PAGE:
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Windfarm claims clash

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Windfarm claims clash

WINDFARMS could be worth £900 million in benefits to local communities in this area, according to a new study.

But campaigners have dismissed the financial benefits of such schemes and say they are not as lucrative as they sound.

The study for South of Scotland Enterprise (SOSE) highlights the ‘potential scale of opportunity’ from onshore wind, of which there are 850 installed wind turbines in the South of Scotland.

They estimate £12 million per year could be generated by 2033 through community benefit funding, rising to nearly £70m per year by 2058.

As such, the cumulative value for the region over the next 35 years could be nearly £900m – 30 times as much as the total value of community benefit funding received from 1996 to 2023.

That all depends on growth in the sector and it’s noted that 50 new windfarms or extensions are at some stage of the planning process in the South of Scotland, with 21 expected to succeed.

At the moment this type of funding is available to 86 community council areas across the region and those with the greatest access are Mid and Upper Nithsdale; Mid Galloway and Wigtown West; and Annandale East and Eskdale.

However, Save Our Hills Moffat have broken down the figures and said: “Currently, across the four most heavily turbined council areas in Scotland we get £19.15 per head per annum.

“At the same time each household in Scotland has £150 added to their electricity bills, paid to windfarms to switch off wind turbines when they are producing more energy than the grid can handle.

“Claims that by 2030 (by South of Scotland Enterprise) that D&G will get up to £12 m works out at £82.25 per head, per annum. Four times what we are getting now! Set against loss of dark skies, golden eagles, hillwalking, and not to mention the views, for 23 pence per day It doesn’t buy you a cup of coffee. It doesn’t even buy you the milk for the coffee!”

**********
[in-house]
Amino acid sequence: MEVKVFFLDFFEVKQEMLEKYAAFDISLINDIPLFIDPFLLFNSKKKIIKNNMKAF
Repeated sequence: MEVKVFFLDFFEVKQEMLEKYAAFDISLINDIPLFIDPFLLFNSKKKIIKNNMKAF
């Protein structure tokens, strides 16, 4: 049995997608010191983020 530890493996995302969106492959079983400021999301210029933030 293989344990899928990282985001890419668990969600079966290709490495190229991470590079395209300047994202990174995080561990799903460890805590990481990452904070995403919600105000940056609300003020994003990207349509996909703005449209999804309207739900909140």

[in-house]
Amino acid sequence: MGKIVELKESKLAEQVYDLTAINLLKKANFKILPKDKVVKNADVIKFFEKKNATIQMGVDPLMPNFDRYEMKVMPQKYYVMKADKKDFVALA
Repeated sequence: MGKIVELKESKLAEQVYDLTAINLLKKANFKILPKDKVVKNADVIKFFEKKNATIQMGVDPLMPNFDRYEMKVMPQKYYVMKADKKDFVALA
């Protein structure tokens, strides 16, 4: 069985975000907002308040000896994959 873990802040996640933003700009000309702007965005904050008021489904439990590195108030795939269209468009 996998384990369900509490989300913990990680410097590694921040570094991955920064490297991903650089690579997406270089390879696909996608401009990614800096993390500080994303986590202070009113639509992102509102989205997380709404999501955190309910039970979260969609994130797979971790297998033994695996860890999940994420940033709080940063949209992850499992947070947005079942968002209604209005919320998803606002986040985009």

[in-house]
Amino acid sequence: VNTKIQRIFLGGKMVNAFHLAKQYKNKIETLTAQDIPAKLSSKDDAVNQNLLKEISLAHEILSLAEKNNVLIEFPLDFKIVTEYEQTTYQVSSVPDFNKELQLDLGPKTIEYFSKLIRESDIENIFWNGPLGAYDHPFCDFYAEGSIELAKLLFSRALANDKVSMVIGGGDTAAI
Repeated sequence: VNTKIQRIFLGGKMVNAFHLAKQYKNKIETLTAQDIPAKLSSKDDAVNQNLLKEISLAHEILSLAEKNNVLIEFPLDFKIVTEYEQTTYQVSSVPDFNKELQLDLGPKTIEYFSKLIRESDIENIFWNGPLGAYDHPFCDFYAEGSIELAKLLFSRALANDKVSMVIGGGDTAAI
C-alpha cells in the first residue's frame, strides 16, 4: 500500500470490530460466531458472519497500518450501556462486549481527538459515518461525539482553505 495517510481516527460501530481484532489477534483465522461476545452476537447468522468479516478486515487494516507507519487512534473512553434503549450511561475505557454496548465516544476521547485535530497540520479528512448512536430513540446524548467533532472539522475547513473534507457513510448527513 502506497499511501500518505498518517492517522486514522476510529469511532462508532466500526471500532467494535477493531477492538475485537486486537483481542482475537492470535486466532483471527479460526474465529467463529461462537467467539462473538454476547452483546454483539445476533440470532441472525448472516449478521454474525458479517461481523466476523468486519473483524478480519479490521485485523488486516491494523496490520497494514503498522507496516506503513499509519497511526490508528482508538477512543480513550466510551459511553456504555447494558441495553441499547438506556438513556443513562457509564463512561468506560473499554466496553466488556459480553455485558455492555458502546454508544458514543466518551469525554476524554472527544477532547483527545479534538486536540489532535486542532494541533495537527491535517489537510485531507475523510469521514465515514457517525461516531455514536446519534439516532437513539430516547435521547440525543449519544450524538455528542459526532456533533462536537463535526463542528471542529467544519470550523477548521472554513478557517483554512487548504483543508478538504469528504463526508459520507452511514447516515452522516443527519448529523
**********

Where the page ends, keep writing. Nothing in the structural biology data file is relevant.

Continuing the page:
Explaining their working out, the group said there are 214 projects offering community benefits packages, with £15,719,720 total community benefits paid in the last 12 months – according to the Scottish Government Community Benefit Register.

Taking the population of Highlands, South Lanarkshire, Dumfries and Galloway and the Islands as 820,700 (latest census statistics), that works out at £19.15 per head per annum.

Meanwhile, SOSE and partners Dumfries and Galloway and Scottish Borders Councils are looking at how best they can work with and support these communities, and others, to maximise their opportunities, including the chance of future shared ownership.

The organisation’s chair, Professor Russel Griggs, said: “It is important to emphasise to everyone that community benefits from windfarms belong to local communities and will stay that way.

“The findings of the onshore wind report we have commissioned, alongside the recent Sector Deal for onshore wind, includes a commitment to enhance community benefits. As a result, it feels like this is the right time to be increasing the collective understanding around community benefits in the South of Scotland.

“We think it is vital to understand what has worked well for communities so far in the South and elsewhere, and what could be improved for the future. We would like to showcase best practice and find out whether there are barriers to other opportunities, such as shared ownership, for example.”

SOSE chief executive Jane Morrison-Ross added: “The report we commissioned outlines the transformative opportunity available from the monetary benefit that could flow to the South from onshore wind across the region.

“We are also interested in what more could be done with communities on a wider basis, including other technologies, community benefit from the wider supply chain and labour market opportunities.”

The full report is available to read at


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